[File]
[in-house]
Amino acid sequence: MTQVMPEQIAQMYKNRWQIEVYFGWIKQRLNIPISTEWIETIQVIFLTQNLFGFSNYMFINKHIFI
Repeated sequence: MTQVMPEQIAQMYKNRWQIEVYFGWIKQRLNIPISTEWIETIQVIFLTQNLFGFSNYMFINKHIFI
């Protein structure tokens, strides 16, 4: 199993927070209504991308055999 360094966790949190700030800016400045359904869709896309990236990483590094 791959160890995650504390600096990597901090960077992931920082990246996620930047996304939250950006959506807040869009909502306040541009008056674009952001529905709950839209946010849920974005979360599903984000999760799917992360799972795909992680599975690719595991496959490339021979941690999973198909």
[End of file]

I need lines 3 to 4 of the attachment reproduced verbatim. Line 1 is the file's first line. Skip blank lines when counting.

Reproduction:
Repeated sequence: MTQVMPEQIAQMYKNRWQIEVYFGWIKQRLNIPISTEWIETIQVIFLTQNLFGFSNYMFINKHIFI
């Protein structure tokens, strides 16, 4: 199993927070209504991308055999 360094966790949190700030800016400045359904869709896309990236990483590094 791959160890995650504390600096990597901090960077992931920082990246996620930047996304939250950006959506807040869009909502306040541009008056674009952001529905709950839209946010849920974005979360599903984000999760799917992360799972795909992680599975690719595991496959490339021979941690999973198909």